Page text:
30th Sunday in Ordinary Time – Year C


The Pharisee in today’s Gospel was very proud of himself. He wasn’t even honest enough to say “At least I am not like most of these” but rather had convinced himself that he was better than everyone else – that he alone was righteous and everyone else was merely a wretched sinner.  As though this comparison wasn’t enough, he went on to thank God that at least he wasn’t like the tax collector, boasting how he fasted twice a week and paid tithes on his whole income.

The problem with the Pharisee is not that he wasn’t trying to give thanks to God for that was clearly his intent, the problem is that his prayer was not a prayer at all.  One would look in vain to see the Pharisee asking God for anything for clearly he believes he has it all.

In contrast, there is a tax collector who is standing far off at a distance.  A tax collector who considered the lowest of the low, so much so that if there was a tax collector in your family, no one would want to marry your daughter.  The tax collector in his humility stands far away from God and cries out “O God, be merciful to me a sinner.”

Now the tax collector knows of his own faults and failings, he is not self-righteous like the Pharisee but rather has true self-knowledge.  He knows of his own unworthiness to stand before God – therefore he stands off at a distance and doesn’t raise his eyes to heaven because he is unworthy to even look up to God.  The tax collector beats his breast in atonement and because God sees the contrition of the tax collector, he tells us that it is he that goes home justified while the Pharisee does not.

The Pharisee praises himself for his greatness.  He asks God for nothing for he believes that nothing more can be added to himself.  He believes he is self-actualized and suffers from one of the greatest sins there is – Spiritual Pride.  He believes that he alone has obtained righteousness.  He is not like the pagans, for he comes to God to give thanks but he does so with a hardened heart and believes that he needs nothing from God.  Why then does the tax collector go home justified but the Pharisee does not?  The Lord himself tells us the answer – “whoever exalts himself will be humbled, and the one who humbles himself will be exalted.”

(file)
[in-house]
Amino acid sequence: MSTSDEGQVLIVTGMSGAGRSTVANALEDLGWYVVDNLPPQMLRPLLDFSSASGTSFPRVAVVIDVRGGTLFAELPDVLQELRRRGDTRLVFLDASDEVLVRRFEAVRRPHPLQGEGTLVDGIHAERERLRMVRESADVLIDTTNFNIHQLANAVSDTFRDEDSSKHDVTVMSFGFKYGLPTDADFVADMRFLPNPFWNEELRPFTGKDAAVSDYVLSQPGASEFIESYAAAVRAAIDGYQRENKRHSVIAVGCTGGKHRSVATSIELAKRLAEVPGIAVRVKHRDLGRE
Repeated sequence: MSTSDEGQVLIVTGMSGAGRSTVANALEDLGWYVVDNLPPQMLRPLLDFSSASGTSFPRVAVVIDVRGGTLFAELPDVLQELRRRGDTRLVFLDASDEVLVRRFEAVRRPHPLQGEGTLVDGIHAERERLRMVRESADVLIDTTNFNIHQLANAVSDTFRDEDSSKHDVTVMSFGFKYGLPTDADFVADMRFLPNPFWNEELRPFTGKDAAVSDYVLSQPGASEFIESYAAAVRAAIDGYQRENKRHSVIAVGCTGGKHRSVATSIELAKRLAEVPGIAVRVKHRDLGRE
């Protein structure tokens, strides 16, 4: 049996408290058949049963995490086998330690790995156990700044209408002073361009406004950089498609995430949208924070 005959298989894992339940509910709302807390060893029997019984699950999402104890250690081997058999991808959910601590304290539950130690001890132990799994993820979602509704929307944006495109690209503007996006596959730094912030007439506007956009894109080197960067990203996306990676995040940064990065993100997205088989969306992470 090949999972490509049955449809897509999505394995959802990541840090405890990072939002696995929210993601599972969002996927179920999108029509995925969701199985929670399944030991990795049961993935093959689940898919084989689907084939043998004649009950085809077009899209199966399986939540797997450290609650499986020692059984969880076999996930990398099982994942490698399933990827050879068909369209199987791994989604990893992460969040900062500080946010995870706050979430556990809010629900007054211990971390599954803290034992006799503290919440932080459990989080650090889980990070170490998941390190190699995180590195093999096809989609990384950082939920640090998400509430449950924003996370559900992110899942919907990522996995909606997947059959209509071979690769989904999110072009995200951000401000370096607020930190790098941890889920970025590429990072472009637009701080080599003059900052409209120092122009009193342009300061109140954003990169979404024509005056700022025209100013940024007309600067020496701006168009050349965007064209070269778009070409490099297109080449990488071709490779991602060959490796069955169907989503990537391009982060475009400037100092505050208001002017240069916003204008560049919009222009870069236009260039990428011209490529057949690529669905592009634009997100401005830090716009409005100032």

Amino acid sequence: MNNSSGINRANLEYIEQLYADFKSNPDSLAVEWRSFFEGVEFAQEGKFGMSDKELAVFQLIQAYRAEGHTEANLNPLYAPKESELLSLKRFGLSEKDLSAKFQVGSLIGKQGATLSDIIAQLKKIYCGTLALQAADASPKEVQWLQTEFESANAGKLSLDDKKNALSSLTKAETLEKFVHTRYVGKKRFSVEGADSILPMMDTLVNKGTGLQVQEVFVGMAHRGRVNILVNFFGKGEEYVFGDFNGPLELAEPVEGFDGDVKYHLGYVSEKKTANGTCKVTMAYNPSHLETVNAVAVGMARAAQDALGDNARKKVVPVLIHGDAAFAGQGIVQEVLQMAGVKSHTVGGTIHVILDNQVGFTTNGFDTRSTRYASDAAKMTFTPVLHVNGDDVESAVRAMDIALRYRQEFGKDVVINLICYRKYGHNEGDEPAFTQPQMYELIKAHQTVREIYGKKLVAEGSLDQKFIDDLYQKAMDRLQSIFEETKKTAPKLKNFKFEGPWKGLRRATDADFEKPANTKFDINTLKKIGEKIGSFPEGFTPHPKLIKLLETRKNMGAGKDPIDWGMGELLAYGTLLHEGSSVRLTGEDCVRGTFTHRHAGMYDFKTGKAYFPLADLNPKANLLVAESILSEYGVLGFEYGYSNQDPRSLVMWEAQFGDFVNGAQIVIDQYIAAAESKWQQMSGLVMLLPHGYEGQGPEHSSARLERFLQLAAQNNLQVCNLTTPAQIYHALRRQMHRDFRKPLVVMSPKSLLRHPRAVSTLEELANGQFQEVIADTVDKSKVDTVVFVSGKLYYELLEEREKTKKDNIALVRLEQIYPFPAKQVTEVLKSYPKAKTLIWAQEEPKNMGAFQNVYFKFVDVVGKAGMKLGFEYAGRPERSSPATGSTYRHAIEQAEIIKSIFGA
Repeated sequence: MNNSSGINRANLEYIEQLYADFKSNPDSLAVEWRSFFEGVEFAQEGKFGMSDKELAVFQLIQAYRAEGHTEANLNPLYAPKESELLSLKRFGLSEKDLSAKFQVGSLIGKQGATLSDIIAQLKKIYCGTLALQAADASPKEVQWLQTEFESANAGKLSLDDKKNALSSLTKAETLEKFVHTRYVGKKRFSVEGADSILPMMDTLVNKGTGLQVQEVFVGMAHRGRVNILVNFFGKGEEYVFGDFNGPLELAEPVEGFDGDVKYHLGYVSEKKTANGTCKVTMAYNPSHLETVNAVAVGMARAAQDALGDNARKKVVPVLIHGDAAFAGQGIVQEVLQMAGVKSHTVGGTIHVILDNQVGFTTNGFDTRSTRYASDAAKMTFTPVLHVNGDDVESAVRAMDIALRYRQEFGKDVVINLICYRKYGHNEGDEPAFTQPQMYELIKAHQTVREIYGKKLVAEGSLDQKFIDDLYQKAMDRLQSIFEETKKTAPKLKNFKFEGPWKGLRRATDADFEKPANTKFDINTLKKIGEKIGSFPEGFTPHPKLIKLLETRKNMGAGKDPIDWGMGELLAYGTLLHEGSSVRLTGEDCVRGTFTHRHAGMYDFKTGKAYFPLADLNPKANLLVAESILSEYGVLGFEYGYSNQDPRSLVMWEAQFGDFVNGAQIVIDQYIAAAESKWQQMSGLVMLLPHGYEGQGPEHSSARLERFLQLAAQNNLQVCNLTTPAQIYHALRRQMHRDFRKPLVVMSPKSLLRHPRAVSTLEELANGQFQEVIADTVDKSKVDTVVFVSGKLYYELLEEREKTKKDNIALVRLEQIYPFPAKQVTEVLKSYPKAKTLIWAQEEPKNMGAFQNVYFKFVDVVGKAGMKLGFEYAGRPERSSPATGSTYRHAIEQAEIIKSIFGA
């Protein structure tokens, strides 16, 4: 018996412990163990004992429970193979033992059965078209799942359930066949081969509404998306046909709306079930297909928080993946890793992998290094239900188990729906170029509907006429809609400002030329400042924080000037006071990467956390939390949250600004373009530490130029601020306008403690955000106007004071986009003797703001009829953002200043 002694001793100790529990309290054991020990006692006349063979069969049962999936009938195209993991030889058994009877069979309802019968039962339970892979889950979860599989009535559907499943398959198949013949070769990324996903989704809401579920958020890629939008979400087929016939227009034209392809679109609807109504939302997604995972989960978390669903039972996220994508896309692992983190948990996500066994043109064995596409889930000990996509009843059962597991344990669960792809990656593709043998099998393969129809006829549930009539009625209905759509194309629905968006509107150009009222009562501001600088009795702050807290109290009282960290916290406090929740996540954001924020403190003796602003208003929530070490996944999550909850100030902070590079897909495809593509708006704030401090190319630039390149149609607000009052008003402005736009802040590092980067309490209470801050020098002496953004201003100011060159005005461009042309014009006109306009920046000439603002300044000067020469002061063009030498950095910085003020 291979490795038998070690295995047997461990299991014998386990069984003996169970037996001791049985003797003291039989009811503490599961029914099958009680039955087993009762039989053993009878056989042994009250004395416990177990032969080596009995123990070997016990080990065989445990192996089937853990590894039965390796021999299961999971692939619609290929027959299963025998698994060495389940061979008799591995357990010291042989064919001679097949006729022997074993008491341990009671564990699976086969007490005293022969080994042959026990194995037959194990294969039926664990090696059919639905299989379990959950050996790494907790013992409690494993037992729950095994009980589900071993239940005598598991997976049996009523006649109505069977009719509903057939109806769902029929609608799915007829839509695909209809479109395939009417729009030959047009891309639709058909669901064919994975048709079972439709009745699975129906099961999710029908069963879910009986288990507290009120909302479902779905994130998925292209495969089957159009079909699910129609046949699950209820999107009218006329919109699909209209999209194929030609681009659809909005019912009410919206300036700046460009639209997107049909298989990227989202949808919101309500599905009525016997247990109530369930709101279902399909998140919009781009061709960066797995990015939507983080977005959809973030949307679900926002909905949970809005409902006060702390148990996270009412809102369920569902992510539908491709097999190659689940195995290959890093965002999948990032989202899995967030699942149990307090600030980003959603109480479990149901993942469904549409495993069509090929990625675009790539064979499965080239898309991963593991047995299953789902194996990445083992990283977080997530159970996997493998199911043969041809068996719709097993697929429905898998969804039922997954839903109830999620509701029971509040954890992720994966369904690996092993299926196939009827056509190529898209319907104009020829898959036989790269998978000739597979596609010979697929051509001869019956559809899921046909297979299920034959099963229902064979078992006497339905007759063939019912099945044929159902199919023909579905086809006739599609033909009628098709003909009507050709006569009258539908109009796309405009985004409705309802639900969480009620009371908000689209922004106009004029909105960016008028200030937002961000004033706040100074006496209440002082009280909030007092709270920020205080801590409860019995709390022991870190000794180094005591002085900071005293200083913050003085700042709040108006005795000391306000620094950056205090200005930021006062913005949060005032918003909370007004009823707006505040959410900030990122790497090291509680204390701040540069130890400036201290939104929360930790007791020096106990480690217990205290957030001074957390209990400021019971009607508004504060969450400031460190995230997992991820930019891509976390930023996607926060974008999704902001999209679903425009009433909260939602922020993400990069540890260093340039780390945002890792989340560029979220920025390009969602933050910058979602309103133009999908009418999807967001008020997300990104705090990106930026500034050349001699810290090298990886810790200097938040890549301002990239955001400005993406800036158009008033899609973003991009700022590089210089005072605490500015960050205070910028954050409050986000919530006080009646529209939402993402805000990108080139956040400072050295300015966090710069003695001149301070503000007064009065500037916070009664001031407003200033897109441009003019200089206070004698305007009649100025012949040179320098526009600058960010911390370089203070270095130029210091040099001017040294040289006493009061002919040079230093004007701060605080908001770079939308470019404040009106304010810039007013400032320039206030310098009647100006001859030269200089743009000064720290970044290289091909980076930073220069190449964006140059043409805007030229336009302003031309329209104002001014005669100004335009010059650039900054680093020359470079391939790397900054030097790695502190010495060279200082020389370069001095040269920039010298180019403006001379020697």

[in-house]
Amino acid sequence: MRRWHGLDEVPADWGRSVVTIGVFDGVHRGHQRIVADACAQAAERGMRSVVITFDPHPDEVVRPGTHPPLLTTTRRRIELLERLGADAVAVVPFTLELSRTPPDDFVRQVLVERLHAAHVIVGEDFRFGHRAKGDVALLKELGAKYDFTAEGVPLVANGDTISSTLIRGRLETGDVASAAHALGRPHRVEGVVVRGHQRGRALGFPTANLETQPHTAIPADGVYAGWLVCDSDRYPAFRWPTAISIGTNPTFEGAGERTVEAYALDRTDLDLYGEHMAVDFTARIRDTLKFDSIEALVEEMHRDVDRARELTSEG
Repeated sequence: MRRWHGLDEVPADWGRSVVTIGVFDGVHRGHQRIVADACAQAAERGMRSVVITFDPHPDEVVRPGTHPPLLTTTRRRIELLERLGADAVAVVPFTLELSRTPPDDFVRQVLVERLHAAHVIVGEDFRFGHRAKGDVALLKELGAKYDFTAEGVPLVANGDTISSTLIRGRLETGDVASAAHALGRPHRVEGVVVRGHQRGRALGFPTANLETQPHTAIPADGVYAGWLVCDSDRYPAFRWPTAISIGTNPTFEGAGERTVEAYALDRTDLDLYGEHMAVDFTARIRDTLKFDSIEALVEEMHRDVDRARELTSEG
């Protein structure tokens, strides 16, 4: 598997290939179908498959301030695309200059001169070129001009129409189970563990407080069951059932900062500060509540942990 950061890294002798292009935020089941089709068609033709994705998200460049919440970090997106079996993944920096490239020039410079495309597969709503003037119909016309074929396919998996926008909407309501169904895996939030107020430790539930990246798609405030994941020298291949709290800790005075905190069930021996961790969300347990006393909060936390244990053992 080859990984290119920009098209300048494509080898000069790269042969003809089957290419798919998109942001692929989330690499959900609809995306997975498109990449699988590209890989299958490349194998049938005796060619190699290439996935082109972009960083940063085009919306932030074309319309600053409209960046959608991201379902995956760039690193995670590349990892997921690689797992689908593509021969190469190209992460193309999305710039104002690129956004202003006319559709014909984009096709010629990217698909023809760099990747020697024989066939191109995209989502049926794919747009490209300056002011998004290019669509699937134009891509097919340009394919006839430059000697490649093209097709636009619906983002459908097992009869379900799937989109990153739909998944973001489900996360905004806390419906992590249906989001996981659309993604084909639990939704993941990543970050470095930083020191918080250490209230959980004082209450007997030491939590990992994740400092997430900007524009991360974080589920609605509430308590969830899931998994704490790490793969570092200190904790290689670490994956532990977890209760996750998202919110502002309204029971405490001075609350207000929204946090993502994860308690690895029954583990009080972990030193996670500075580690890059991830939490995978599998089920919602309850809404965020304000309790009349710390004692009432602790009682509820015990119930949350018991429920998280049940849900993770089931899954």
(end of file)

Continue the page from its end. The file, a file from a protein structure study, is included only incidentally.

The message today is a clear one – take guard not to let pride be the vessel that leads you on the path to condemnation.  None of us here are incapable of being tempted by pride and thinking that we know better than God and His Church.  Remember it was the greatest of Angels, Lucifer, who in his pride and arrogance believed he knew better than God and for it he was cast into Hell for all eternity.  We are not incapable of suffering the same fate if we persist in our pride and arrogance.  We are all too often tempted in our pride to raise ourselves upon a pedestal and think ourselves, our thoughts and our ideas, so lofty that we may even believe “at least I’m not like everyone else.”  We can even become modern day Pharisees thinking “I’m a better Catholic because I pray more than those others” or “I’m holier because I go to Mass more often” or even thinking one is more important because their “brand” of Catholicism is better than everyone else.  Modern day Pharisees are all around us!

Spiritual pride is real and it is dangerous because a man elevates himself higher than what he really is.  St. Augustine notes that pride is a special type of sin because it has a special object – it is an inordinate desire of one’s own excellence.  Pride makes us subject to ourselves while humility makes us subject to God.  The tax collector knew of his unworthiness and his inability to stand before God in righteousness.  The fact of the matter is that real difference between the Pharisee and the tax collector is not their stature in life, but rather that both were unworthy of standing before God but only the tax collector realized it.  The Pharisee thought he had everything figured out but, in actuality, it was the tax collector who really did.

On the day of our judgment, may the Lord find us begging for his mercy rather like the tax collector rather than boasting of our prideful accomplishments like the Pharisee.  Amen

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